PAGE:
Katharine Hepburn and her chauffeur stopped for speeding in
the tiny town of Blackwell, Okla. Hepburn berates the
strapping young officer as a ''moron'' and
''dumbbell,'' then adds, ''If I ever found an Oklahoma
car in Connecticut, I would flatten all the tires.''
What could be a
scene from a screwball comedy is actually drawn from
Hepburn's real life -- at least her version of it.
single-spaced account of the arrest during a
1950-1951 tour of Shakespeare's As You Like
It was in one of 22 boxes of papers from Hepburn's
theater career that have been donated to the New York
Public Library. They will be available to scholars and fans
after they have been cataloged.
coexecutor of Hepburn's will, said the arrest story is
written in the voice of the woman she loved -- ''impatient,
funny, and occasionally just a little high-handed.''
''I suspect she
was driving,'' McFadden added. ''She frequently drove her
When Hepburn died
in 2003, the trustees of her estate chose to donate
papers from her film career to the Academy of Motion Picture
Arts and Sciences' Margaret Herrick Library. They
decided to donate papers from her extensive though
less-known stage career to the New York Public Library
for the Performing Arts at Lincoln Center.
didn't throw away much, so there are boxes and boxes and
roomfuls of material,'' McFadden said.
Taylor said the library's archivists are still going through
the papers, which include scripts, photos, letters, and
Taylor said the
materials will be indexed by early February, at which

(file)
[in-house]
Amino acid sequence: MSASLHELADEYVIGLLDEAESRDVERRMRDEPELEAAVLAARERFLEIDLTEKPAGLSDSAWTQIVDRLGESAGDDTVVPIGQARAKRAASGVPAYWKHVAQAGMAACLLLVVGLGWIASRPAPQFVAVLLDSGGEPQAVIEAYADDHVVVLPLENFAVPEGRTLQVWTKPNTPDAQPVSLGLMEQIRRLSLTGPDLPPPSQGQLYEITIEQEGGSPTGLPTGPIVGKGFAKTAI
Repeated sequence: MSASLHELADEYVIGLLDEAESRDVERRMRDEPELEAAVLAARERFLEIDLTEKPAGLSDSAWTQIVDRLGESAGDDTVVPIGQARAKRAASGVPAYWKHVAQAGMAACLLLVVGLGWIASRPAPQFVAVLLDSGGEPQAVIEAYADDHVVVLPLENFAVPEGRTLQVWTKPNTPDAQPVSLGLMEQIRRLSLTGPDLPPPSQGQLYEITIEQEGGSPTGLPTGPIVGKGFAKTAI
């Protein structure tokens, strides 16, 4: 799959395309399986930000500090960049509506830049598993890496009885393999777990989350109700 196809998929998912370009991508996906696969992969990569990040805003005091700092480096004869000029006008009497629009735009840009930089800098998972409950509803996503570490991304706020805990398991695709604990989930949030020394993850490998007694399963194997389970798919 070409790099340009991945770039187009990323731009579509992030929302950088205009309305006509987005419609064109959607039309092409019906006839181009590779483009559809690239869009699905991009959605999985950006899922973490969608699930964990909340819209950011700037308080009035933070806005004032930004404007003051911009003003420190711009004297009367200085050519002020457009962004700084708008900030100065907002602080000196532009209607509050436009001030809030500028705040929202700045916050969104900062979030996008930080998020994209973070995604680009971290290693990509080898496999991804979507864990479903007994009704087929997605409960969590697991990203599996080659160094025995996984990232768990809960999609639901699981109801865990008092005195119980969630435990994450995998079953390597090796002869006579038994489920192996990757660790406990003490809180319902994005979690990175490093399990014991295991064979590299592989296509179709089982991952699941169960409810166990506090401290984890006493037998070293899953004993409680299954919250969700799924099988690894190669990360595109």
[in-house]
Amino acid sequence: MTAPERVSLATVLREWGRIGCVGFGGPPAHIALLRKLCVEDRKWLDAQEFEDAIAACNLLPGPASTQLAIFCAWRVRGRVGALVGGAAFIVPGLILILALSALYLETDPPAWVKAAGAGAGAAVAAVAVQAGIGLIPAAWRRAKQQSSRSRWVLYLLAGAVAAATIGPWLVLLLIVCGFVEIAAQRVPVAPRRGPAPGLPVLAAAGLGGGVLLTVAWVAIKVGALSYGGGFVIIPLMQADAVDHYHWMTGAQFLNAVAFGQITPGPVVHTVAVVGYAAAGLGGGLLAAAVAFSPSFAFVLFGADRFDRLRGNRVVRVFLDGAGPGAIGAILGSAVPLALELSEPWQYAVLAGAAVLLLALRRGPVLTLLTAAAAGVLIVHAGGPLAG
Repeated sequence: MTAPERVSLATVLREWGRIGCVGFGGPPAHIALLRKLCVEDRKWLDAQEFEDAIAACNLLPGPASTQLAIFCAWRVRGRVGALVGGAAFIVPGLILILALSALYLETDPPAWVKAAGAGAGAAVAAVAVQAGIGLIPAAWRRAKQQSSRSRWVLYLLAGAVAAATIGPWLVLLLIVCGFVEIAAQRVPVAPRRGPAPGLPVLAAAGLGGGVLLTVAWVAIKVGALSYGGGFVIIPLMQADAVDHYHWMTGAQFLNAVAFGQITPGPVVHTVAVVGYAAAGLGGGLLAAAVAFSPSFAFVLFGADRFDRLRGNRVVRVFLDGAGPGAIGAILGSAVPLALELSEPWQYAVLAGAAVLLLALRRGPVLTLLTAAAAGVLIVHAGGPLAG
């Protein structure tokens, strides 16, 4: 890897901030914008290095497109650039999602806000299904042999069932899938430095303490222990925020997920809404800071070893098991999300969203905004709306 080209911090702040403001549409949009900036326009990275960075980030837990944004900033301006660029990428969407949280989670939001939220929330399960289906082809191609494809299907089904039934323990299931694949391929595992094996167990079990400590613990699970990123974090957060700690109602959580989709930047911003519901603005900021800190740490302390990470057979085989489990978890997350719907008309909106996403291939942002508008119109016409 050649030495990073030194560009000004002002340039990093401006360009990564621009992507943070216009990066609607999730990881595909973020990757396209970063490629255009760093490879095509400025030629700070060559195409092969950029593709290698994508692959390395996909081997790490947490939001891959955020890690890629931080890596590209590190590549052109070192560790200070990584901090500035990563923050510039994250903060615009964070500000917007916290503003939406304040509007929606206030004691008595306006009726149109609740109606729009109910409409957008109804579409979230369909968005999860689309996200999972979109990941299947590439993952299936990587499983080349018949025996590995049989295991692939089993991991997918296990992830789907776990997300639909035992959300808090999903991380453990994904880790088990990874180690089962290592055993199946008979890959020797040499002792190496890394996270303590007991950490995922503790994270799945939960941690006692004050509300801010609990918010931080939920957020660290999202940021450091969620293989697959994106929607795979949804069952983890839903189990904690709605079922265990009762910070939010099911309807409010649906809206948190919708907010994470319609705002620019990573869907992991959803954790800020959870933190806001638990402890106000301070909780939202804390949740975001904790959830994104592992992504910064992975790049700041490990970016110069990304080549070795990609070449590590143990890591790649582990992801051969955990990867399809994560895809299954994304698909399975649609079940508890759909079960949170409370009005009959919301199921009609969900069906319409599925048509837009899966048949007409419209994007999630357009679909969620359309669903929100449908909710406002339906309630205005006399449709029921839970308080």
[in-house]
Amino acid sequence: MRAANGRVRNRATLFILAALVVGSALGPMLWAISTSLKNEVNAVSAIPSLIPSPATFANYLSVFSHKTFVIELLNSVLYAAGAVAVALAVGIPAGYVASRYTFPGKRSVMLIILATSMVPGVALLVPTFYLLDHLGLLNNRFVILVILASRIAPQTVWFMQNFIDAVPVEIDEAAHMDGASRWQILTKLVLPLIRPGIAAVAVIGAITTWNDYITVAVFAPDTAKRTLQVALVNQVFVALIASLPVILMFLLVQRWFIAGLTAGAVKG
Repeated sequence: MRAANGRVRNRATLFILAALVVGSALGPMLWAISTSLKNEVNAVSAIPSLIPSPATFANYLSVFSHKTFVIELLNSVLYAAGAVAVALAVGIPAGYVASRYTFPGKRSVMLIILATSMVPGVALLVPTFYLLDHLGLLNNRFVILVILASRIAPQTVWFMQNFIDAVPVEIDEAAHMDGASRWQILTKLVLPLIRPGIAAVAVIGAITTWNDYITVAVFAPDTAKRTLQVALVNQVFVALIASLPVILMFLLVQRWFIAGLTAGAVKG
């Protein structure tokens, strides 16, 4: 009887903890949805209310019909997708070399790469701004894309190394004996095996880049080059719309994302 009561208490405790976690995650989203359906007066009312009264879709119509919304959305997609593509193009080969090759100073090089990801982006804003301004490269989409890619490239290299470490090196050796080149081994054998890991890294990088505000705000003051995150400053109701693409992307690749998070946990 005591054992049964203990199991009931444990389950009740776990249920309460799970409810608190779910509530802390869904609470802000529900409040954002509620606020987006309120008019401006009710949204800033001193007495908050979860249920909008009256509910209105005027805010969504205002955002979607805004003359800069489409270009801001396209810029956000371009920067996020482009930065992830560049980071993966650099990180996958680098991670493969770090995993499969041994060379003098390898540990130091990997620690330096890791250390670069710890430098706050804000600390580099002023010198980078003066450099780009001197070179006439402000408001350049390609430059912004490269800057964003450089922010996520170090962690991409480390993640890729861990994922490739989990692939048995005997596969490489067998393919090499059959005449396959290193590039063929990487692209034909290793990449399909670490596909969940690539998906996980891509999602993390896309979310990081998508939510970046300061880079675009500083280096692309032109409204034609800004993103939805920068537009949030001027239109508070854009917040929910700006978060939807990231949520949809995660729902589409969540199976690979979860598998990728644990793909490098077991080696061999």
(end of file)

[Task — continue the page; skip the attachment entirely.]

point members of the public will be able to check them out
and read them -- while wearing white gloves in a
special reading room.
the collection were displayed last week on a table at the
There were fan
letters from Judy Garland and from Charlton Heston, who
wrote in 1981, ''You have made all our hearts tremble, one
time or another.''
There was a
speech Hepburn delivered after a May 1970 performance asking
for a moment of silence in memory of the four students shot
by Ohio National Guardsmen at Kent State University.
A packet of
correspondence from 1971 concerned Hepburn's use of a
four-letter word in Coco, a play based on the
life of designer Coco Chanel. Her latest collection having
bombed, the character utters the profanity.
With the play
headed to Los Angeles, Hepburn was contractually forbidden
from using the expletive. Her letter begging to have it
reinstated is an eloquent plea for free expression.
''First we have
tried everything that anyone can think of to use
instead,'' she wrote. ''Nothing works ... the sadness ...
the finality ... the clarity and the brevity of this
expression coming from the lips of a highly
respectable old lady -- who is alone -- and who is in tears
over the total failure of her show -- strikes the audience
as funny then as she runs up the stairway -- curiously
Hepburn got her
way. Edwin Lester of the Los Angeles Civic Light Opera
Association responded that the letter ''was sufficient for
us to acquiesce, particularly if acquiescence would
make you happy.'' He added, ''Again let me tell you
how much we are looking forward to your visit with us,
even though you bring that naughty word along with you.''